The ASPCA Veterinary Forensic Sciences Program is a joint effort of several organizations, made possible with funding from the American Society for the Prevention of Cruelty to Animals. Management of the program is provided by the W.R. Maples Center for Forensic Medicine, Department of Pathology, University of Florida College of Medicine. The program is housed within the College of Veterinary Medicine at the University of Florida and is associated with the Maddie’s Shelter Medicine Program in the Department of Small Animal Clinical Sciences, University of Florida College of Medicine.
In an effort to foster the application of the forensic sciences in veterinary medicine, the Maples Center and the ASPCA has worked to create the International Veterinay Forensic Sciences Association, which has over 120 members from 9 countries.
The ASPCA was the first humane organization in the Western Hemisphere. Our mission, as stated by our founder, Henry Bergh, in 1866, is “to provide effective means for the prevention of cruelty to animals throughout the United States”. The ASPCA works to rescue animals from abuse, pass humane laws, and share resources with shelters nationwide.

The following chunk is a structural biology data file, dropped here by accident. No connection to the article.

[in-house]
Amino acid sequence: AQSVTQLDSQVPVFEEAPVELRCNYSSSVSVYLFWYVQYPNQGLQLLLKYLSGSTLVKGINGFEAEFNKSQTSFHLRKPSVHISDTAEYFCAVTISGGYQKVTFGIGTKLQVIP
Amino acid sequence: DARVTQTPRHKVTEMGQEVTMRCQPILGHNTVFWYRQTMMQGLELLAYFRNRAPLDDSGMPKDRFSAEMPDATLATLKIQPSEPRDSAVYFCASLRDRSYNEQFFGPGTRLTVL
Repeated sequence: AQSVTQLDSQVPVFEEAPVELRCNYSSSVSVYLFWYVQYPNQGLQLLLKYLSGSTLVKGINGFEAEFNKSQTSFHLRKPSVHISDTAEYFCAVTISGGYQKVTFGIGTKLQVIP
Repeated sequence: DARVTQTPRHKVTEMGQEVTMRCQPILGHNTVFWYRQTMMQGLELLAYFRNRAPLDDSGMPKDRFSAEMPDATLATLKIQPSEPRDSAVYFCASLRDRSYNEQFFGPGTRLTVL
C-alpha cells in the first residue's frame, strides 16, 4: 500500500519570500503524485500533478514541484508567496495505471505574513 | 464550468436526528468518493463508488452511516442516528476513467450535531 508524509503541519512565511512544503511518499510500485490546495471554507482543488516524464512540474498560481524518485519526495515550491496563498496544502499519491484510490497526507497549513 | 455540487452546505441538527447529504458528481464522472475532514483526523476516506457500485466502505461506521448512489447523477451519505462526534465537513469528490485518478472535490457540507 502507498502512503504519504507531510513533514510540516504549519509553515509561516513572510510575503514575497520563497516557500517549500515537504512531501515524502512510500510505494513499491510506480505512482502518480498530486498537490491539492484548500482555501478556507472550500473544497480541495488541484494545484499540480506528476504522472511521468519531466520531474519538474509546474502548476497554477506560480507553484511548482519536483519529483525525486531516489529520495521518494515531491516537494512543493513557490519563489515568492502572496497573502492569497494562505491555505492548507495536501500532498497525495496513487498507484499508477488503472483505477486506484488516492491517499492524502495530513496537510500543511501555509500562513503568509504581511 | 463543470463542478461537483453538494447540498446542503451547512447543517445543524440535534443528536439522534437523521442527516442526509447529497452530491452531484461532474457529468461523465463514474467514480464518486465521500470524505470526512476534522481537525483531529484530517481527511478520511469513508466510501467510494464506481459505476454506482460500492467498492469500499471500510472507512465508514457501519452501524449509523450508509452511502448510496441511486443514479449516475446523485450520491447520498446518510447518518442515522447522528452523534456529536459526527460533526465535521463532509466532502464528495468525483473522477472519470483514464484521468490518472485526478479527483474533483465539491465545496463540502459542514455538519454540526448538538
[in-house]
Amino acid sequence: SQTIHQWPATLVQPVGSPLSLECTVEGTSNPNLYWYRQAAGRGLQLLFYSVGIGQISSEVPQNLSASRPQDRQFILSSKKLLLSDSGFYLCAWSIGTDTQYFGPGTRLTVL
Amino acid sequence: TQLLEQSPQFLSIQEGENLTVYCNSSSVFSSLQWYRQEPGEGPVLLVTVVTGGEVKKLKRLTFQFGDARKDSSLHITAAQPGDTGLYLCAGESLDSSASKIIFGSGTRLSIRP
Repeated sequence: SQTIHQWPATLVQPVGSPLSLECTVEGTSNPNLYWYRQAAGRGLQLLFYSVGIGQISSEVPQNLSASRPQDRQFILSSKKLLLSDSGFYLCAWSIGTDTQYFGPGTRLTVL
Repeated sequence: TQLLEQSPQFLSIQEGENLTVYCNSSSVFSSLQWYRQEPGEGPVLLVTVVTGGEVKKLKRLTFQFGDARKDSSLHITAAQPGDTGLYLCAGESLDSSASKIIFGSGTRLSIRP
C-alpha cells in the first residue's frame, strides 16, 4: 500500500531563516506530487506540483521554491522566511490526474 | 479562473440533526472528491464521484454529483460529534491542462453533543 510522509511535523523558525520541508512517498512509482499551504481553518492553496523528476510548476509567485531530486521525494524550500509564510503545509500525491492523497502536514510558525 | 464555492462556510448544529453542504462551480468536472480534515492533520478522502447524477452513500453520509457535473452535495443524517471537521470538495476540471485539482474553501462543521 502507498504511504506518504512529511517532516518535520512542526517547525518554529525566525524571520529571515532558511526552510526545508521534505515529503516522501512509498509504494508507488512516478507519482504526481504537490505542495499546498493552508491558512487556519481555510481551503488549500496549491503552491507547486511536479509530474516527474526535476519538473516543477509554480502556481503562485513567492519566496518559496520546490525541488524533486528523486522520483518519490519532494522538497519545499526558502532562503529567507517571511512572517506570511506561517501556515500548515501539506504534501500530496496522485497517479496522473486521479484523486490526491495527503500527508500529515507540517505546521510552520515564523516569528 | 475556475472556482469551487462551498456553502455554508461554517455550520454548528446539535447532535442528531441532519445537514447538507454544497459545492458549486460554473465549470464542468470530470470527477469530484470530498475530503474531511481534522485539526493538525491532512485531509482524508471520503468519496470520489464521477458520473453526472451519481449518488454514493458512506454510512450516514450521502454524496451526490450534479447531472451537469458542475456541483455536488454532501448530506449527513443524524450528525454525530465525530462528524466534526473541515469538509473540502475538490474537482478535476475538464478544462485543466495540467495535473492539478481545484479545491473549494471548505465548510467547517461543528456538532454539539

The ASPCA has partnered with the Maples Center for Forensic Medicine to create and maintain a Veterinary Forensic Services Team that is fully equipped to respond and assist law enforcement and veterinary professionals in the processing and analysis of any animal crime scene in the United States. This team has decades of experience in human crime scene analysis and forensic medicine and they employ their expertise in the investigation and analysis of scenes of animal crime. Learn more about this unique forensic science team.
To learn more about the ASPCA, visit www.aspca.org
ASPCA Forensic Services Team
The ASPCA maintains a fully equipped Forensic Services Team who stand ready to assist law enforcement officials and veterinary professionals throughout the United States. This team employs a Certified Crime Scene Analyst to help ensure the recognition, documentation, and preservation of physical evidence from scenes of animal crime.
Mobile Animal Crime Scene Investigation (CSI) Unit